After a record-breaking 2020 Atlantic hurricane season, with an unprecedented 30 named storms that formed, early predictions from experts at Colorado State University (CSU) signal another active year ahead.
In the release of the long range forecast on Thursday, researchers are predicting 17 named storms, up from the average of 12, and eight hurricanes, compared with an average of six. Of those eight hurricanes, four are expected to be "major." The forecast also calls for a higher than average risk of landfalls in coastal areas of the U.S.
According to Dr. Philip Klotzbach, the forecast's lead author and hurricane specialist at CSU, the predicted lack of El Niño and a warmer than normal subtropical Atlantic are the primary reasons for the above-average season.
"Sea surface temperatures averaged across the tropical Atlantic are currently near average, while subtropical Atlantic sea surface temperatures are warmer than normal," the report states. "We anticipate an above-average probability for major hurricanes making landfall along the continental United States coastline and in the Caribbean."
The 2020 season produced 30 named storms (with top winds of 62 km/h or greater), of which 13 became hurricanes (top winds of 119 km/h or greater), including six major hurricanes (top winds of 178 km/h or greater). The tally represents the most storms on record, surpassing the 28 from 2005, with the second-highest number of hurricanes on record.
Officials noted that the 2020 season "ramped up quickly" and broke records across the board. Amid the busy season, the 21-name Atlantic list was quickly exhausted when Tropical Storm Wilfred formed on September 18. For only the second time in history, the Greek alphabet was used for the remainder of the season, extending through the ninth name in the list, Iota. As well, the record-tying storm, Eta -- from the seventh letter of the Greek alphabet -- was the first storm in history to be given that moniker.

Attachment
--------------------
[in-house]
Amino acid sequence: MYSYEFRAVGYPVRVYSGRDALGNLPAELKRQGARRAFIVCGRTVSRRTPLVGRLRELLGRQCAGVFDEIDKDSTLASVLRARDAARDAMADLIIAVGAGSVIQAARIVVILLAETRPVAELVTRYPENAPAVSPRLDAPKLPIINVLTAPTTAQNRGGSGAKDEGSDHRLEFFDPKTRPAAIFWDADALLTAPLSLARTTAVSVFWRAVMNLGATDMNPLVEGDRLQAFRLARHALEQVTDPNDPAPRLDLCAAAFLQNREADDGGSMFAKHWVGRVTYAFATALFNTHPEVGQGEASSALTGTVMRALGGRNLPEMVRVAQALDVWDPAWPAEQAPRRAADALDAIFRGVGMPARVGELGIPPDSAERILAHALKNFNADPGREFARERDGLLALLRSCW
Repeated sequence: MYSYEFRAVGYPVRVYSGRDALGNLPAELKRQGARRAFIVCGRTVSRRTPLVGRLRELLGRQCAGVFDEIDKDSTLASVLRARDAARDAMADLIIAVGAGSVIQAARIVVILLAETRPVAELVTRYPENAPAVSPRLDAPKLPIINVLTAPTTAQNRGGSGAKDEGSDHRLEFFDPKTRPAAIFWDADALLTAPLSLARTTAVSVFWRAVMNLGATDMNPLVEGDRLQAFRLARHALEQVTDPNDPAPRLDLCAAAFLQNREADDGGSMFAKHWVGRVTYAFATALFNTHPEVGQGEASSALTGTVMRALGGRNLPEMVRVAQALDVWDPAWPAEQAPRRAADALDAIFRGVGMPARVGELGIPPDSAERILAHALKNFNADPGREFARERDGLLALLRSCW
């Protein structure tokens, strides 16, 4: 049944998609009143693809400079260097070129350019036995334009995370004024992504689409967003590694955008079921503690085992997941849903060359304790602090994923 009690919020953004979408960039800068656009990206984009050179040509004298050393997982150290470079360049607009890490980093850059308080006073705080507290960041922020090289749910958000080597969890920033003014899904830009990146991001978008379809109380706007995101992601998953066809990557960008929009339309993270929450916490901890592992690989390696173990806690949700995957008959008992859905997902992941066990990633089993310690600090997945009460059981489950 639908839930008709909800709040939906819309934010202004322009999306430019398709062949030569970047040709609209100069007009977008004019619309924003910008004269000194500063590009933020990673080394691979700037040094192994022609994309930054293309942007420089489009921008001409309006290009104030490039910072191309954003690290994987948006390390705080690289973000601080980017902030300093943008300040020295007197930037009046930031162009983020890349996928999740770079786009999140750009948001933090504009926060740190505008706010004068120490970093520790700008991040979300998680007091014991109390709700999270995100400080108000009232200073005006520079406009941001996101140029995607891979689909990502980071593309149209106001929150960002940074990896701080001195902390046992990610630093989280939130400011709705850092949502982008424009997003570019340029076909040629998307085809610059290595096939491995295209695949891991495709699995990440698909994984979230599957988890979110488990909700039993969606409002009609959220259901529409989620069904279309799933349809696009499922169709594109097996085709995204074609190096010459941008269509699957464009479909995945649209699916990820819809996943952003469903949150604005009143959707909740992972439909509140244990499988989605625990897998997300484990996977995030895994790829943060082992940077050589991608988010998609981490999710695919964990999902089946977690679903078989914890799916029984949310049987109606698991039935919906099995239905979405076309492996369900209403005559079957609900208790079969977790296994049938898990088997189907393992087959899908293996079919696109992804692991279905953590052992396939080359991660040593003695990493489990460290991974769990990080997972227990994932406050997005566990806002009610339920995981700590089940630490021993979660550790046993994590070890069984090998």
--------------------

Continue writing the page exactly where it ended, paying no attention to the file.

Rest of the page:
"As is the case with all hurricane seasons, coastal residents are reminded that it only takes one hurricane making landfall to make it an active season for them," the 2021 report reads. "They should prepare the same for every season, regardless of how much activity is predicted."
Weather Network meteorologist Dr. Doug Gillham agrees 2021 looks to be a very active season, with an above-average number of named storms and hurricanes, if not as active as 2020's record.
As for any potential impact on Canada, Gillham says, when looking back at years that had similar weather patterns compared to how forecasters expect this summer to shake out, there's a tendency for more storms to track near the U.S. East Coast. This differs somewhat from 2020, when storms tended to be more concentrated in and around the Gulf of Mexico.
"This could mean a higher risk to Atlantic Canada than what we see from a typical hurricane season," Gillham says. "However, the actual impacts will come down to the exact tracks of individual storms which cannot be forecast more than a few days in advance."
The hurricane season begins on June 1 and ends November 30.
The National Oceanic and Atmospheric Administration (NOAA) is expected to release its official forecast in May.